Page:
On the Puppy, Delightedly

I’m going to need more than one post to discuss the Thanksgiving trip to Mississippi, but I’m going to start with the most important part: the puppy.

Boyfriend loves dogs and has been wanting one for a while. He wanted a chocolate lab. (So does my brother.) I always object. I have nothing against chocolate labs, but why have a chocolate one when you could have a black one? Or a yellow one?

We spent the last week or so at his grandparent’s hunting getaway in Mississippi, which is a few miles outside of a tiny town. One of the neighbors came by one night to ask if we’d lost a black lab puppy, which we hadn’t. I was curious though, and kept saying that we should check on the puppy to see if he’d been claimed. (I was mostly joking, but hey, wishful thinking isn’t the worst thing.)

A couple of days later, we were prepping for a bonfire when a different man came by with the same puppy and said that he’d found him running along the road and wanted to know if we’d like to have him. (He must have had some sense that we were in the market for a puppy. I’ll just assume that he was pulled in by our radiating need for puppy love, like a magnet or a force field.) Boyfriend was the one who talked to him, and then he yelled my name as he carried an armful of black something into the house.

I opened the door and there was the black something, tail wagging and sniffing around. My heart stopped for a second – a puppy! We leapt into action and lured him into the bathtub with a piece of deer steak and then boyfriend held him while I began the soaping process – yuck. So much dirt! Poor puppy just rested his head on the edge of the tub and gave us sad eyes while the water went from clear to muddy brown. Boyfriend joked that he was doing the “Carlos submission” because when the cat gets a shower he just sits there and waits it out with the most pathetic look possible.

The puppy stayed the night in our room on a blanket folded by the side of the bed. He’s house-trained and very well-behaved, minus his chewing problem. He left the room in the middle of the night and returned with my hiking boot. When I took that away from him, he returned with a slipper, so boyfriend put all shoes outside the door and closed it. Throughout the next few days, he’d run into the grandparents room to steal slippers and bring them back to his place in our room to munch on them.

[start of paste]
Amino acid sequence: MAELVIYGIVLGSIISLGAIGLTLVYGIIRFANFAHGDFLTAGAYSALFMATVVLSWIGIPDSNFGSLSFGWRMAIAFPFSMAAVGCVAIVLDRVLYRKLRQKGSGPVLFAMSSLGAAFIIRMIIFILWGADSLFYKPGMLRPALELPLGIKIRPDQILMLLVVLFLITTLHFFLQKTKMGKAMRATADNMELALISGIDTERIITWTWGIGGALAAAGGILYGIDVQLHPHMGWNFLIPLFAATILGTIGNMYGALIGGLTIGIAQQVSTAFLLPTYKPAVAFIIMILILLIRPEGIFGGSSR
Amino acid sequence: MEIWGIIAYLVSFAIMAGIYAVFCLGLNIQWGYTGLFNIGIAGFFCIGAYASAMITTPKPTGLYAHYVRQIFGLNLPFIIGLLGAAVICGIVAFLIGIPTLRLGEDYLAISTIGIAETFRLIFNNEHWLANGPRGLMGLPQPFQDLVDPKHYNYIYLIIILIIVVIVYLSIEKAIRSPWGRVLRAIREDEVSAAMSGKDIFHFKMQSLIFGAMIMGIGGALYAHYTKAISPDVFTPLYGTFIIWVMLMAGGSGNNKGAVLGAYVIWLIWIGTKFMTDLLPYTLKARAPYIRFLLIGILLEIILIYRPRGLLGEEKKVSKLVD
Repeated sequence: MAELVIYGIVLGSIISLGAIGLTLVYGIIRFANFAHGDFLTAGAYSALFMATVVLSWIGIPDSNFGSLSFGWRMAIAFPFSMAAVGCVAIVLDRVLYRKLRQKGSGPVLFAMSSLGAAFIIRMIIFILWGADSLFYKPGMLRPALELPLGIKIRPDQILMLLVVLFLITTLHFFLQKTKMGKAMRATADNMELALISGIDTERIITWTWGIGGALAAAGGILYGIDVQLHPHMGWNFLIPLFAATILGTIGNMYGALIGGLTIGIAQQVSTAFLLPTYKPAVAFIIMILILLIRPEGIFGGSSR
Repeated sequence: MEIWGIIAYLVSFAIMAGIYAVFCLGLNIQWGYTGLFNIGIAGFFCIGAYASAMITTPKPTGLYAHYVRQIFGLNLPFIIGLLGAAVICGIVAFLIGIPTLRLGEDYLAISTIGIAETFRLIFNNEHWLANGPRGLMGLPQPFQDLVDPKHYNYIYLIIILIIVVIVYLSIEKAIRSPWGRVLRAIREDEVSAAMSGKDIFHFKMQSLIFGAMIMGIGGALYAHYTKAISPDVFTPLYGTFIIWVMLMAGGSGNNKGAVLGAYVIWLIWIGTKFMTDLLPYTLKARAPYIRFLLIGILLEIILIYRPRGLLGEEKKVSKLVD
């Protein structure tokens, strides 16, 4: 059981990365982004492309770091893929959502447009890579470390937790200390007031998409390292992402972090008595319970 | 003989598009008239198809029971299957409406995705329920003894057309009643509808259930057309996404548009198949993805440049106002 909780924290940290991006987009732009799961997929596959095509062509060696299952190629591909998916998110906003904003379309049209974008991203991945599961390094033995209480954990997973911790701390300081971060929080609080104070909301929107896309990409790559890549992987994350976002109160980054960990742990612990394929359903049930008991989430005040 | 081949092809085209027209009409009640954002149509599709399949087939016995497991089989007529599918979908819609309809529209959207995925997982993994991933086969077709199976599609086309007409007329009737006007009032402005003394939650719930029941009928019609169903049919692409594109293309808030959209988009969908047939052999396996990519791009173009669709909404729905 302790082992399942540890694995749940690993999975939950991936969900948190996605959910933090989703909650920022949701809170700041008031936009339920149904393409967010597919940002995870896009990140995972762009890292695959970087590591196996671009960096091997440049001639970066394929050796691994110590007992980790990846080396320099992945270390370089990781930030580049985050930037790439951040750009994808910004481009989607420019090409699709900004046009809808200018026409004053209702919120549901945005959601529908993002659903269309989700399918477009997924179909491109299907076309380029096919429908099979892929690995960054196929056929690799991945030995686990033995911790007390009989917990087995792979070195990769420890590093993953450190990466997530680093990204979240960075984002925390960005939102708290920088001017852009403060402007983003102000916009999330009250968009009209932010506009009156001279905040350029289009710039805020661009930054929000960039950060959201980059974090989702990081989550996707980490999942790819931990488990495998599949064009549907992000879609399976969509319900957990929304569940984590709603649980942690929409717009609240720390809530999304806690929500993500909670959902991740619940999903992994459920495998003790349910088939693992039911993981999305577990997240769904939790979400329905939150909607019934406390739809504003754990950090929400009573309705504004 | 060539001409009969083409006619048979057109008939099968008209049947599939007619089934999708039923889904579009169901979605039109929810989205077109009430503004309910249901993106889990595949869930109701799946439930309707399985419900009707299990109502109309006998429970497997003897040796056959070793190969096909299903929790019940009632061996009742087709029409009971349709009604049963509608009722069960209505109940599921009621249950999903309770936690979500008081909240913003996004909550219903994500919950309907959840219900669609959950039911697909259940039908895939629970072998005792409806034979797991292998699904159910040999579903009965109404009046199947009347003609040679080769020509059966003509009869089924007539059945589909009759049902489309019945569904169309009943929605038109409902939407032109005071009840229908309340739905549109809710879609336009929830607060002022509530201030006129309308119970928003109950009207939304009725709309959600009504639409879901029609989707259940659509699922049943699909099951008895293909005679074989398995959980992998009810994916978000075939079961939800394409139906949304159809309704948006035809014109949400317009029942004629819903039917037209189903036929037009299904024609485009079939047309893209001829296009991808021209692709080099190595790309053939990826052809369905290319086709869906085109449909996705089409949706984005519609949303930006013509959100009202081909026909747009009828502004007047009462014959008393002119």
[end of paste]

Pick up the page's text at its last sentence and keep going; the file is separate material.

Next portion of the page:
I couldn’t stop smiling. He’s the sweetest thing. Boyfriend wasn’t about to let himself get so excited so soon; he wanted to wait until we figured out if we were going to keep him. (I knew we were. Boyfriend’s eyes did that shiny-gleaming-love-at-first-sight look when he watched the puppy and I knew there was no way we’d be leaving him.)

After the first night, we knew we were going to keep him. We had some work to do with the land his grandpa owns for hunting, so we took the puppy with us. He followed us around constantly, running back and forth between us, sleeping on a pile of coats in the car when we were traveling. We bought him some puppy chow and a toy, plus a leash and collar so he’ll look like a proper dog with a family.

We decided to name him Acorn (pronounced “A-kern”). We took him to the vet as soon as we got back to Denver for his puppy shots and a general wellness check. He’s about four months old and he weighs almost 37 pounds. He’s got the biggest puppy feet I’ve ever seen. The vet looked at him and said, “My, you’ve got a long way to grow!”

I’m in love.

The cat hates him, but is possibly realizing that since he’s not going to attack him, the puppy might be all right after all. Fingers crossed. We’ve been closing my bedroom door at night to separate them, but there haven’t been any daytime attacks yet, so I’m feeling optimistic. I don’t think Acorn’s ever seen a cat before, so that helps.

I’m also absolutely exhausted from the drive back and am running on very little sleep – this puppy mothering business is rough. If it’s not chewing on shoes, it’s toilet paper, or mail, or clothes, or…..

So now it’s off to work for me. I’ll post more Mississippi stories soon!

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On Thanksgiving, Excitedly

This year will be the first year in a long time I’m not in Denver for Thanksgiving. (Not counting 2010, when Mike and I were in Africa.) Thanksgiving is one of my favorite holidays. It’s not as stressful as other holidays; there aren’t any gifts; it’s more about food than it is anything else. Since I’m not one who eagerly anticipates the shopping season, I have nothing to do that day and the next except lounge around and eat leftovers.